The Australian Navy has already resorted to hiring American and European sailors with submarine experience to keep the current fleet of six boats operational. The cost for doubling the number of crews to twelve, a figure also found in the Collins class replacement Wikipedia article is not insignificant, and the $36 billion project cost will be the largest ever for Australia.

Those familiar with the U.S. fleet might wonder about a refurb and sale of some of the twenty one Los Angeles class boats that we have retired. The first thirty nine boats in the class have their forward planes on the sail, which is less than optimal for Arctic operations, but not an issue in the tropical seas the Australian navy patrols. The Australian government ruled out using nuclear powered ships, but I am unclear as to the motivation, and I am not sure if our military surplus policy permits the transfer of nuclear powered vessels.

Keep in mind this is a plan based on current conditions, specifically the current state of the global economy and liquid fuel availability. We have managed to dodge the peak oil bullet for the moment, at the cost of ruining our groundwater in many places, and the production plateau before the inevitable downward slope has been extended until perhaps 2020. The Collins class is meant to be retired by 2025, while the envisioned replacement isn’t due to come online until 2030. Australia has had many false starts and canceled projects in this area.

The purchase of foreign built diesel/electric boats with AIP (air independent propulsion) seems possible, but only Japan’s Sōryū class has the displacement and implicit range for the vast Pacific theater. Export models sub such as the German Type 214 and French/Spanish Scorpène are half the displacement of the Collins class.

A hundred years ago the dreadnought ruled the seas. A single 410mm battleship shell refitted as a bomb and dropped from a four ton Nakajima ‘Kate’ sank the 30,000 ton U.S.S. Arizona in about seven seconds. When industrialized nations such as those that share the East China Sea or squabble over the South China Sea Islands finally come to blows, the aircraft carrier may very well go the way of the battleship, and it will be a submarine that deals the fatal blow to the whole concept.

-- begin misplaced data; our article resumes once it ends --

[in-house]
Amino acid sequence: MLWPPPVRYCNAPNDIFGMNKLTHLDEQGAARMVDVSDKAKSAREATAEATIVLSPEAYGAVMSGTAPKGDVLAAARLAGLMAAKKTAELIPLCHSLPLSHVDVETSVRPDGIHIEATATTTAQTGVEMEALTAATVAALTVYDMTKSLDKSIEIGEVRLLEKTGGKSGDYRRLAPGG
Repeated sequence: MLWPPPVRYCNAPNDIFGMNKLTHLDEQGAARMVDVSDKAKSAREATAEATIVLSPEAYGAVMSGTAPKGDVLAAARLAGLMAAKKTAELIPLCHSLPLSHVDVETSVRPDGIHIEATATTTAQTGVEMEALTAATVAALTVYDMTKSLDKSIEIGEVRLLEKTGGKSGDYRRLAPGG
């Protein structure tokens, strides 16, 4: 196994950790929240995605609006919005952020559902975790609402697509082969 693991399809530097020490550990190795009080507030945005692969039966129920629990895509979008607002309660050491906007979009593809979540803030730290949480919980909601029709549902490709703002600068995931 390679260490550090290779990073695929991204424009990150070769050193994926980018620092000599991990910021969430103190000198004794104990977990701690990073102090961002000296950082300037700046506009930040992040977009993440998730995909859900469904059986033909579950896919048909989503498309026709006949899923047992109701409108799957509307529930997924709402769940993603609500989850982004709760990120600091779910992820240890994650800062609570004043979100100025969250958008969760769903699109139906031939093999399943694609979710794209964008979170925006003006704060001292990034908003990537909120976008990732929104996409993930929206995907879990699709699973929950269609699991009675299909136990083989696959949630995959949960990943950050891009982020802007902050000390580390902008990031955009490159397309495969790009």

Kashmir Conflict Flares

Kashmir Administration

The Kashmir Conflict is the term used to describe the ongoing tension and three wars that India and Pakistan have fought over this region. Originally the name Kashmir just meant the Vale of Kashmir, but the term has come to mean the entire disputed region plus the Aksai area administered by China.

Kashmir

This Kashmir region has been in KGS Nightwatch two days in a row and this quote in the January 8th, 2013 Nightwatch caught my eye.

The timing of the incidents relative to the promulgation of a new Pakistan Army doctrine last month is suspicious. The new doctrine establishes suppression of internal security threats as a top priority for the Pakistan Army.

The government of Pakistan decides its worst problems are internal, then someone promptly begins stirring the international pot? Nightwatch fingers Inter-Services Intelligence, commonly called ISI, citing their disdain for internal affairs, which is the bailiwick of the Intelligence Bureau. Americans can envision these two as being roughly equivalent to our CIA and FBI.

There are four fault lines where the Muslim world intersects other cultures – the middle of Africa, the Balkans, the Caucasus, and Kashmir. This is the most perilous of the bunch – two regional powers with a history of conflict since their inception, and both armed with nuclear weapons.

The presence of nuclear armed states has tended to ‘freeze’ the action in strategic situations in the past, stalling changes that would otherwise be imminent. This idea of freezing is just a geopolitical theory based on empirical evidence – it’s never been tested against such a fundamental issue as water rights, and that is an underlying cause of the troubles that plague Kashmir.